Turner Layton

Turner Layton (July 2, 1894 – February 6, 1978),[1] born John Turner Layton, Jr., was an American songwriter, singer and pianist. He frequently worked with Henry Creamer.

Sheet music cover for a patriotic Creamer & Layton song, 1918


Born in Washington, D.C., United States, in 1894, he was the son of John Turner Layton, "a bass singer, music educator and hymn composer."[2] After receiving a musical education from his father, he attended the Howard University Dental School, later coming to New York City in the early 1900s, where he met future songwriting partner, lyricist Henry Creamer.[3] Layton is best known for his many compositions with Creamer, the best known of which is the standard "After You've Gone", written in 1918[4] and first popularized by Sophie Tucker. Turner and Creamer had another hit with Way Down Yonder in New Orleans in 1922.[3] It was recorded in 1927 by Frank Trumbauer (with Bix Beiderbecke), and was a rock and roll hit for Freddy Cannon in 1959. Turner and Layton contributed music and lyrics to many Broadway shows, including the Ziegfeld Follies of 1917, 1921 and 1922, Three Showers (1920), Some Party (1922) and Creamer's own Strut Miss Lizzie (1922).[2]

Beginning in 1924, Layton found major popular success in England with Clarence "Tandy" Johnstone[5] as a member of the group Layton & Johnstone, quickly earning a reputation as a cabaret act, with the pair allegedly selling over "10 million records".[6] Layton split with Johnstone in 1935 (after Johnstone had been named in Albert Sandler's divorce), with Johnstone returning to New York and continuing to perform with significantly less success.[3] Layton continued to perform in England.[3] An elegant song stylist, he held a regular, successful spot over the years at the Café de Paris, a London club, until his retirement in 1946.[3]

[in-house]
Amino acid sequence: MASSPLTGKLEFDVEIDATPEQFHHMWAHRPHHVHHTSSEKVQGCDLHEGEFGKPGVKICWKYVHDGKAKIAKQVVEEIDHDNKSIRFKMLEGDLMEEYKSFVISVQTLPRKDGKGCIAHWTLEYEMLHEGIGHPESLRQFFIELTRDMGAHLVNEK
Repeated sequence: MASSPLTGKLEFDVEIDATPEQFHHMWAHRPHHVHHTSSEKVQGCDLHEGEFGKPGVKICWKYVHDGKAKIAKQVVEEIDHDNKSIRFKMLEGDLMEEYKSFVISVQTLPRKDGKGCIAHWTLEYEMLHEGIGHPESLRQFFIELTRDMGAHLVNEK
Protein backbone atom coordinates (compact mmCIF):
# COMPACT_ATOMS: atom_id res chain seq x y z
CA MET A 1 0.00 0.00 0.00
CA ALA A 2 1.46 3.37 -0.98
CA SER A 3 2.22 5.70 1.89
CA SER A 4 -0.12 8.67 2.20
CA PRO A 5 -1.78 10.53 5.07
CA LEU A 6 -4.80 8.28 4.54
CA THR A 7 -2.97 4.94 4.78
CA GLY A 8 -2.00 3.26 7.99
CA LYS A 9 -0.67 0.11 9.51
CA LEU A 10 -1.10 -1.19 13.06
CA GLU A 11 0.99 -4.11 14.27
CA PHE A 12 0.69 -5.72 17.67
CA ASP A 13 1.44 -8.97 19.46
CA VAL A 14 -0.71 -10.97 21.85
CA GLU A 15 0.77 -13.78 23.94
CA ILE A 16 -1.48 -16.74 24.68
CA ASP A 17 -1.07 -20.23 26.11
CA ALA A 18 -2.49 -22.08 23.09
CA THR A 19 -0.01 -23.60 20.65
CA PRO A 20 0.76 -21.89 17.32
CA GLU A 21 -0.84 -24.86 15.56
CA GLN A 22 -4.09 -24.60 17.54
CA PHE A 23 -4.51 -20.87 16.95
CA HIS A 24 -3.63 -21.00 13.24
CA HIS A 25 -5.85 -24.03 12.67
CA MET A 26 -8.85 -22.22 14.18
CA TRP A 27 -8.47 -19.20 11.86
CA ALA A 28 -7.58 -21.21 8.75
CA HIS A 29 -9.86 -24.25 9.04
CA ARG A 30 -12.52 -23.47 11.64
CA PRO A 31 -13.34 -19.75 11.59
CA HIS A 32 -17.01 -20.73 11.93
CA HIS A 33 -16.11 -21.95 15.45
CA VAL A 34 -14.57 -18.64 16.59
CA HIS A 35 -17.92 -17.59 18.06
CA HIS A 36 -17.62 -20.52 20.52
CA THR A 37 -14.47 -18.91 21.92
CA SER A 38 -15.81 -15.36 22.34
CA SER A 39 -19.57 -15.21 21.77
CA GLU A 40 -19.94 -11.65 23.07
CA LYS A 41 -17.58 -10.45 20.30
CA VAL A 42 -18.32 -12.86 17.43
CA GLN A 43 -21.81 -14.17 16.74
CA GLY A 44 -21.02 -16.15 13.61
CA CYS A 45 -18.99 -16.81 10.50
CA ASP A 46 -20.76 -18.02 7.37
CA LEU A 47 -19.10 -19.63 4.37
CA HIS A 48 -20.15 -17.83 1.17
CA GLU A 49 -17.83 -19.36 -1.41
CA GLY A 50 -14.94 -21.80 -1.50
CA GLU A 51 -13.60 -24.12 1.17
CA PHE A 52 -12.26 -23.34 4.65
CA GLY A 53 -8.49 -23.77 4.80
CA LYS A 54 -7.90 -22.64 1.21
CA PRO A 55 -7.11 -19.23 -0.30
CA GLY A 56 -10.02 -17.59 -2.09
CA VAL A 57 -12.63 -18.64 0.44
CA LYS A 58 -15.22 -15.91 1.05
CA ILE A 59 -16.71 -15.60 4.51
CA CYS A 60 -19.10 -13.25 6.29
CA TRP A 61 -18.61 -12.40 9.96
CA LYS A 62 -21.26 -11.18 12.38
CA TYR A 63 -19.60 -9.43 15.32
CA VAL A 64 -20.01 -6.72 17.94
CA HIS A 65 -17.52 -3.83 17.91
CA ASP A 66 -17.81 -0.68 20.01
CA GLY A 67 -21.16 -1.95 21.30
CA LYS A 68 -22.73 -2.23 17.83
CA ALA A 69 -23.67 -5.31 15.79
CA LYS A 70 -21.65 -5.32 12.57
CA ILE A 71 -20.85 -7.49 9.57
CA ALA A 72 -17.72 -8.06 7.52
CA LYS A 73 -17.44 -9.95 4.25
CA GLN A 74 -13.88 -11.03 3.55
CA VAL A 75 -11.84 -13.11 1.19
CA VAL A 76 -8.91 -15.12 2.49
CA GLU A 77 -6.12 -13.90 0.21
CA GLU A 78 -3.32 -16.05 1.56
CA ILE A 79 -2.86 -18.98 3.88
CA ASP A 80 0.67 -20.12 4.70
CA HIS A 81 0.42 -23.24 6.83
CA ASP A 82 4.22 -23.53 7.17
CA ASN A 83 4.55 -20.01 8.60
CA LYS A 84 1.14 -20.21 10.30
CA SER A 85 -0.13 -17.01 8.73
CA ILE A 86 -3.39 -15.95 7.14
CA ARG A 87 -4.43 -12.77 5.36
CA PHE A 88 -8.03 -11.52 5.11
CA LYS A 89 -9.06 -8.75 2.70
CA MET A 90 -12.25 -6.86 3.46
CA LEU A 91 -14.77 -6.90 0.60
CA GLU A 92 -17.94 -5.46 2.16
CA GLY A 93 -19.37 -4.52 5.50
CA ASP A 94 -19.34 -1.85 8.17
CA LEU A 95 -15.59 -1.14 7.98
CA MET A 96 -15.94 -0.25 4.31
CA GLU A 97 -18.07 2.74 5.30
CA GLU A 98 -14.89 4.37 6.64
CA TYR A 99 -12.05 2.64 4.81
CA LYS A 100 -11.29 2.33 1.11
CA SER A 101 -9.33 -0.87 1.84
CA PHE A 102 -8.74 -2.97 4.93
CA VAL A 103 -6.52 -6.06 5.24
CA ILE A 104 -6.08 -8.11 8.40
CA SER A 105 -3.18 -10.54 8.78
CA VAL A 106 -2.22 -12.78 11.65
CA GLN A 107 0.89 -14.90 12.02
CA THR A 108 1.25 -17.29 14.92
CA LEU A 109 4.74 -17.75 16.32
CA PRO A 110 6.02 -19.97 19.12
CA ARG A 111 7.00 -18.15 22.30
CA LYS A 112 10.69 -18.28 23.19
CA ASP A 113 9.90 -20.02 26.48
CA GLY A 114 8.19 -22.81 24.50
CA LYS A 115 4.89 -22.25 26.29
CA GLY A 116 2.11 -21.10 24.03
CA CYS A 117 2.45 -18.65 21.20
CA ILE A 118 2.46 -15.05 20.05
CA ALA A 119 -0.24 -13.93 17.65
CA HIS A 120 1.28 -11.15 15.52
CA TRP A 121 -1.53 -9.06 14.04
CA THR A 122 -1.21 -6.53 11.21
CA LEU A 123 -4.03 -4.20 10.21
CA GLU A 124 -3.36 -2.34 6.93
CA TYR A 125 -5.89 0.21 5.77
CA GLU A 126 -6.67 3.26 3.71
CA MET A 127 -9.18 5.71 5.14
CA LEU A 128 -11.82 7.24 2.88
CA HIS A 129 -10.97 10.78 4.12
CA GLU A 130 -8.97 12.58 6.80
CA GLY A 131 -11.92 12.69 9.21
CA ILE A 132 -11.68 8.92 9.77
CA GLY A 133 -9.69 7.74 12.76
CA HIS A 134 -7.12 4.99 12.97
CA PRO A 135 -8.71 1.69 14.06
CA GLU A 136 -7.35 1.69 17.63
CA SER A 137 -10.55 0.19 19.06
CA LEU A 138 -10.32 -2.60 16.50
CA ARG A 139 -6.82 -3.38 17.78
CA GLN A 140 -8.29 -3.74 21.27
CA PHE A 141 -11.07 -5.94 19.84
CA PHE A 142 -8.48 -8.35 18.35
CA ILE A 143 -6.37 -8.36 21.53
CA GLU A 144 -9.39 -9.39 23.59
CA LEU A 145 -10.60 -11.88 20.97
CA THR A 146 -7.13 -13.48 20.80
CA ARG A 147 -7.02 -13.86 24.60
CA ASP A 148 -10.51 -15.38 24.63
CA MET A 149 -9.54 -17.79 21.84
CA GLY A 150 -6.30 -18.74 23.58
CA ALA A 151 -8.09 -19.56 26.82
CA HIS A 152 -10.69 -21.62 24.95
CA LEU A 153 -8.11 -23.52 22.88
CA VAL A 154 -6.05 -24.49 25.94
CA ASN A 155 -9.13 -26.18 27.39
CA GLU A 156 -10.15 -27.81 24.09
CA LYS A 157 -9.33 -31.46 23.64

He died in London in February 1978, at the age of 83.[1]


Two albums of Layton & Johnstone recordings have been issued on CD in the UK - on ASV Living Era (CD AJA 5426) and Flapper (PAST CD 9712). Two compilation albums of recordings by Layton have been released on CD.


His daughter A'Lelia Shirley inherited his musical estate and left the copyright and royalties to her father's music to Great Ormond Street Hospital for Children in London in her will on her death in January 2001.[1]

Notable compositionsEdit


  1. ^ a b c "West Hampstead Life | The eventful life of singer and composer Turner Layton". Westhampsteadlife.com. Retrieved 25 September 2021.
  2. ^ a b Peterson, Bernard L. Profiles of African American Stage Performers and Theatre People, 1816-1890), Greenwood Press, 2000, p. 164
  3. ^ a b c d e Colin Larkin, ed. (1992). The Guinness Encyclopedia of Popular Music (First ed.). Guinness Publishing. p. 1441. ISBN 0-85112-939-0.
  4. ^ Parker, Bernard S. (2007). World War I Sheet Music - Volume 1. Jefferson, North Carolina: McFarland & Company. p. 20. ISBN 0-7864-2798-1.
  5. ^ Friedwald, Will. A Biographical Guide to the Great Jazz and Pop Singers (New York : Pantheon Books, 2010), p. 582
  6. ^ "Layton & Johnstone Biography, Songs, & Albums". AllMusic. Retrieved 25 September 2021.

External linksEdit